In March, the world stopped for many businesses. COVID-19 raced across Europe and America – mysterious, relentless, impervious, and lethal. In the process, the pandemic exposed every vulnerability and widened every gap. Facing global disruption, leaders fled their sleek suites for the comforts of home. For many businesses, the spring was their moment of truth, a no-holds-barred brawl for survival. At the same time, it served as the world’s most expensive corporate retreat, a time to reimagine tired beliefs and adapt to shifting demands.
McKinsey & Company was launched in the aftermath of another pandemic, the Spanish Flu. The oldest of the MBB royalty, McKinsey treasures feedback and fellowship as much as excellence and expertise. As the pandemic intensified, the firm was able to quickly pivot. The reason: McKinsey had long embraced the digital world, investing in technologies, talents, and tactics that amplified its culture and reinforced its value proposition. In particular, the firm had mastered virtual communication long before it became a necessity, says senior partner Danielle Bozarth during a June 25th interview with Poets&Quants.
VIRTUAL BETTER CONNECTS CONSULTANTS AND CLIENTS
“We’ve used Zoom for quite a while and we were very active and regular video conferencers even prior to the pandemic. Obviously, our adoption has increased even further. We’re used to doing quite a few things with people in various locations. Relative to a traditional workplace, the level of change is quite a bit less.”
Such tools have also deepened the relationships between team members – and the clients they serve. McKinsey has long been hailed as an egalitarian organization. It is one where everyone – from partners on down – are placed on equal footing. Here, junior team members enjoy an “obligation to dissent,” where they can challenge decisions that run counter to a client’s needs or an engagement’s mission. By bringing everyone together, Bozarth explains, McKinsey’s virtual tools have fostered greater problem-solving and creativity on both sides of the table.
“These virtual tools provided a lot of benefits to all of us, not only were their interactions better with us but also their interactions amongst their senior team. This came in terms of how everyone sits at the table together and how everyone is able to communicate and express themselves. [Clients] also talk about how much easier it is because, regardless of where people are, we’re all in the virtual room together as opposed to some people being on the phone or out of the room. This has actually made working a lot easier.”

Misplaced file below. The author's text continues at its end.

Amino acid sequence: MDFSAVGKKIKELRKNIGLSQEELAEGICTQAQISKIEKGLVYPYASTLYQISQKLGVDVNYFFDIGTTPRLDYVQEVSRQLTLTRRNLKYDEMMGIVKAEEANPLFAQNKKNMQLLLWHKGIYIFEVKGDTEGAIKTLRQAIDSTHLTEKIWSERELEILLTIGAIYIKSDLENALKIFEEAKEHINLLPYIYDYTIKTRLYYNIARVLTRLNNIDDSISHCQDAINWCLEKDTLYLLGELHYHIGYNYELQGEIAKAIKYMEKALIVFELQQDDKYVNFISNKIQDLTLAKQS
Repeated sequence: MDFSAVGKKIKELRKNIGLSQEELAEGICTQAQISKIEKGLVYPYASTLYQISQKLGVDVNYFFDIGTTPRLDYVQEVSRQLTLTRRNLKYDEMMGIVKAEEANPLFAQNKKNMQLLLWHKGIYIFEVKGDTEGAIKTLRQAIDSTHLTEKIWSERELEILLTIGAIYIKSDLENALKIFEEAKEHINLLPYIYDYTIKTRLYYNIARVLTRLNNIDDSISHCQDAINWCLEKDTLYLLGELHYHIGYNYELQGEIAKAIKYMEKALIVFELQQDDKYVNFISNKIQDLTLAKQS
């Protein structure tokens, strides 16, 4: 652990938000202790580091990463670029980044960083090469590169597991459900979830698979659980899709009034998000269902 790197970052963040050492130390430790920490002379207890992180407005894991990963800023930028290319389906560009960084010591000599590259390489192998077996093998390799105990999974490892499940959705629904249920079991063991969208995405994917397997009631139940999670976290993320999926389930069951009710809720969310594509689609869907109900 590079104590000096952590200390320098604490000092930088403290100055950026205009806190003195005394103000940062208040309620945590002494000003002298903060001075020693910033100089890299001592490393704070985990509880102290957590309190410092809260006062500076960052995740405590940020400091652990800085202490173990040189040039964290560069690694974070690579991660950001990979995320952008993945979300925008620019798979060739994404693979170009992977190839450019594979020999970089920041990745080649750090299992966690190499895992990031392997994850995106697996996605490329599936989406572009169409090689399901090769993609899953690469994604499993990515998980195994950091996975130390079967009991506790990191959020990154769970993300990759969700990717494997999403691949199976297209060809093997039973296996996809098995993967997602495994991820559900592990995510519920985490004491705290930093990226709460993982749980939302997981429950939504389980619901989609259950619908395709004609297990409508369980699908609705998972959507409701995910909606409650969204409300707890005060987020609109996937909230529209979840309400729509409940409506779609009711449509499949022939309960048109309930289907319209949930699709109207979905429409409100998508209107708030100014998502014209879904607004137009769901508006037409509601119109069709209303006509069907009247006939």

HONORING ALL HIRING COMMITMENTS
In a June blog post by Brian Rolfes, a McKinsey partner who heads global recruiting, he notes that McKinsey is taking a through cycle approach. He adds that he didn’t “foresee any significant changes to our hiring goals, are honoring all the extended offers we’ve made across the globe, including for our full-time hires and our summer interns.” In addition, Rolfes writes, his recruiting team has taken a highly-personalized approach to walk every hire and intern through these unprecedented times.
“Our recruiters have made hundreds of individual calls in the last few weeks and continue those calls to work with each person to understand where they are, special needs and to determine the best timing, what questions they have and what support they need.”
By the numbers, McKinsey foresees hiring and internships holding steady with 2019 totals. Last year, according to the firm, McKinsey hired more than 1,000 people from MBA programs, not counting 500+ interns. While the firm declined to divulge a specific percentage of interns who ultimately accept an offer, McKinsey pegs it as the “vast majority.” Overall, roughly 8,000 people joined the firm in 2019. What’s more, according to an email to P&Q, McKinsey has no plans to cut staff. In fact, the firm has paid in full those interns who were unable to participate due to COVID or VISA issues.
INTERNSHIPS GET RAVE REVIEWS FROM SUMMER CLASS
Aside from honoring all offers, McKinsey has now launched all summer internships, with groups starting in three tiers: mid-May, early June, and late June. Fully virtual, the internships have been producing some “great summer experiences” according to Bozarth. McKinsey’s anonymous surveys of interns who completed their virtual Embark orientation have backed up her assertion.